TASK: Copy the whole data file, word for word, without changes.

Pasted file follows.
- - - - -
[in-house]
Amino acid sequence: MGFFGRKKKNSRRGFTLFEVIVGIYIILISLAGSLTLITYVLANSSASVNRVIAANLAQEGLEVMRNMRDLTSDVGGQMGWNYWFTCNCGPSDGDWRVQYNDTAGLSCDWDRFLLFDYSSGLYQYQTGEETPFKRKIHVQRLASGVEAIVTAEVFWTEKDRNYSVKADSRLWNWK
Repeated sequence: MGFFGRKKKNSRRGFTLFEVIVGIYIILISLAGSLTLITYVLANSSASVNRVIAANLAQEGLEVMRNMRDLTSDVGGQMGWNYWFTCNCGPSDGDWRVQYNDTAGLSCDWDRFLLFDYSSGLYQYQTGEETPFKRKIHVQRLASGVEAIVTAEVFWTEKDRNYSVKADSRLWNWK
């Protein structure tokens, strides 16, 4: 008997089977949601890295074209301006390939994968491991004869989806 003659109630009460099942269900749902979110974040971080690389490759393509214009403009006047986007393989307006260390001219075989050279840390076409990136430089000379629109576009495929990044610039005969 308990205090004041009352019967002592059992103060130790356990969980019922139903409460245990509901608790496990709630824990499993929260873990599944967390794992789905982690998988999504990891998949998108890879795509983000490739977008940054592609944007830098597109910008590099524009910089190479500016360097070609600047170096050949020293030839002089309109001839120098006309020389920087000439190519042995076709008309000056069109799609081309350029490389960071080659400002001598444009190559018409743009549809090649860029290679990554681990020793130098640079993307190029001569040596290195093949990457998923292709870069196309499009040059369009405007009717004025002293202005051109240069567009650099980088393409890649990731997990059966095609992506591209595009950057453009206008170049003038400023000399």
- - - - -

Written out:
[in-house]
Amino acid sequence: MGFFGRKKKNSRRGFTLFEVIVGIYIILISLAGSLTLITYVLANSSASVNRVIAANLAQEGLEVMRNMRDLTSDVGGQMGWNYWFTCNCGPSDGDWRVQYNDTAGLSCDWDRFLLFDYSSGLYQYQTGEETPFKRKIHVQRLASGVEAIVTAEVFWTEKDRNYSVKADSRLWNWK
Repeated sequence: MGFFGRKKKNSRRGFTLFEVIVGIYIILISLAGSLTLITYVLANSSASVNRVIAANLAQEGLEVMRNMRDLTSDVGGQMGWNYWFTCNCGPSDGDWRVQYNDTAGLSCDWDRFLLFDYSSGLYQYQTGEETPFKRKIHVQRLASGVEAIVTAEVFWTEKDRNYSVKADSRLWNWK
């Protein structure tokens, strides 16, 4: 008997089977949601890295074209301006390939994968491991004869989806 003659109630009460099942269900749902979110974040971080690389490759393509214009403009006047986007393989307006260390001219075989050279840390076409990136430089000379629109576009495929990044610039005969 308990205090004041009352019967002592059992103060130790356990969980019922139903409460245990509901608790496990709630824990499993929260873990599944967390794992789905982690998988999504990891998949998108890879795509983000490739977008940054592609944007830098597109910008590099524009910089190479500016360097070609600047170096050949020293030839002089309109001839120098006309020389920087000439190519042995076709008309000056069109799609081309350029490389960071080659400002001598444009190559018409743009549809090649860029290679990554681990020793130098640079993307190029001569040596290195093949990457998923292709870069196309499009040059369009405007009717004025002293202005051109240069567009650099980088393409890649990731997990059966095609992506591209595009950057453009206008170049003038400023000399």